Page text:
Definition and Importance of Showing Empathy at Work
By Indeed Editorial Team
Published June 2, 2022
The Indeed Editorial Team comprises a diverse and talented team of writers, researchers and subject matter experts equipped with Indeed's data and insights to deliver useful tips to help guide your career journey.
Empathy is an important emotion that helps a person feel and understand the feelings of the surrounding people. Individuals that can show empathy can share the emotions that their friends, family, and peers feel and respond to those emotions in an effective and appropriate manner. Understanding what empathy is and how you can show empathy in a professional workplace setting allows you to develop better work relationships and have better collaboration and communication with your colleagues. In this article, we explore what empathy means, the types of empathy, the benefits of empathy, and examples of showing empathy.
What does showing empathy at work mean?
Showing empathy at work describes a person's ability to recognize and understand the emotions that their peers and colleagues feel and see situations from their perspective. An empathetic person recognizes emotions faster than other people by looking at a person's face and assessing the surrounding situation. While empathy is a trait that some people naturally have, you can also train yourself to become more emotionally aware and attentive to other people to become more empathetic. You might not be able to help the person, but you can do the effort to help them.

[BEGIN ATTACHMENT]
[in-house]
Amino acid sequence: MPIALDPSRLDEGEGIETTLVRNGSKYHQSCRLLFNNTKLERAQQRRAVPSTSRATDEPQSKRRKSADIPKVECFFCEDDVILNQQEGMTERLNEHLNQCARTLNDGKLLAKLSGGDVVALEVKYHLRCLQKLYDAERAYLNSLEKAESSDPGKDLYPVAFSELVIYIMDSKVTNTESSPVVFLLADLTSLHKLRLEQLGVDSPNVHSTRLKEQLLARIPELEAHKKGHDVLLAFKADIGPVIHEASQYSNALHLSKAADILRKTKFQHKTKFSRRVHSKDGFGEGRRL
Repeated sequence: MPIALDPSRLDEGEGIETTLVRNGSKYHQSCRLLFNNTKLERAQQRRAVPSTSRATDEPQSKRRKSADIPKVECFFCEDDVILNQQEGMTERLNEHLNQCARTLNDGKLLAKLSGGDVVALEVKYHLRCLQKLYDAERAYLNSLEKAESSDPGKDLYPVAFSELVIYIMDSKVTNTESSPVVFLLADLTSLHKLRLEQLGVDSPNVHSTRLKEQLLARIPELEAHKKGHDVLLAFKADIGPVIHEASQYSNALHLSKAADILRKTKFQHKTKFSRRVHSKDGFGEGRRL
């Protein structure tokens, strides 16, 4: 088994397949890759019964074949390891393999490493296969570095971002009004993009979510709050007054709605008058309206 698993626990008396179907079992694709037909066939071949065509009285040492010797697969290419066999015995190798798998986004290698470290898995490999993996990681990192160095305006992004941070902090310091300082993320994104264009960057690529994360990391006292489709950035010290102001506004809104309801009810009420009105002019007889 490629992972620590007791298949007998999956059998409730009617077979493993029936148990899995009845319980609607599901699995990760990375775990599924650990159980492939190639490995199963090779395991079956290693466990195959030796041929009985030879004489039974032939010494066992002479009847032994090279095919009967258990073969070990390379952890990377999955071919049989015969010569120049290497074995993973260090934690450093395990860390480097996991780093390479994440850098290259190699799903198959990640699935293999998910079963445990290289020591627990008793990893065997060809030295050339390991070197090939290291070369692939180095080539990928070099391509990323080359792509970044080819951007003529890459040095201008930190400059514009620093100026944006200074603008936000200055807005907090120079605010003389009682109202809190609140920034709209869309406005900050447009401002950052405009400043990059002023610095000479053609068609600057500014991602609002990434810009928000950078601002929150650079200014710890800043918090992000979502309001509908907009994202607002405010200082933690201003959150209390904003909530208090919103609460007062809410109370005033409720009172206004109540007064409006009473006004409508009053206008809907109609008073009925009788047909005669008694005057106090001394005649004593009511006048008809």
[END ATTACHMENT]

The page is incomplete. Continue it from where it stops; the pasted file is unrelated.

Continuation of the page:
Showing empathy at work is an important trait that businesses look for in their leaders and employees. It creates a transparent and communicative environment that can build trust and effective dialogue between you and your peers. It can help you relate to your colleagues and clients and develop better relationships with your subordinates. Showing empathy also helps with conflict resolution and reduces misunderstandings because you can recognize the emotions in a situation and react appropriately.
Types of empaths and their empathy skills
There are three primary types of empaths that exist in the workplace or in any other environment setting. These empaths usually employ cognitive, emotional, and compassionate skills at their workplace. Here is a list of the types of empaths and their natural skills:
Types of empaths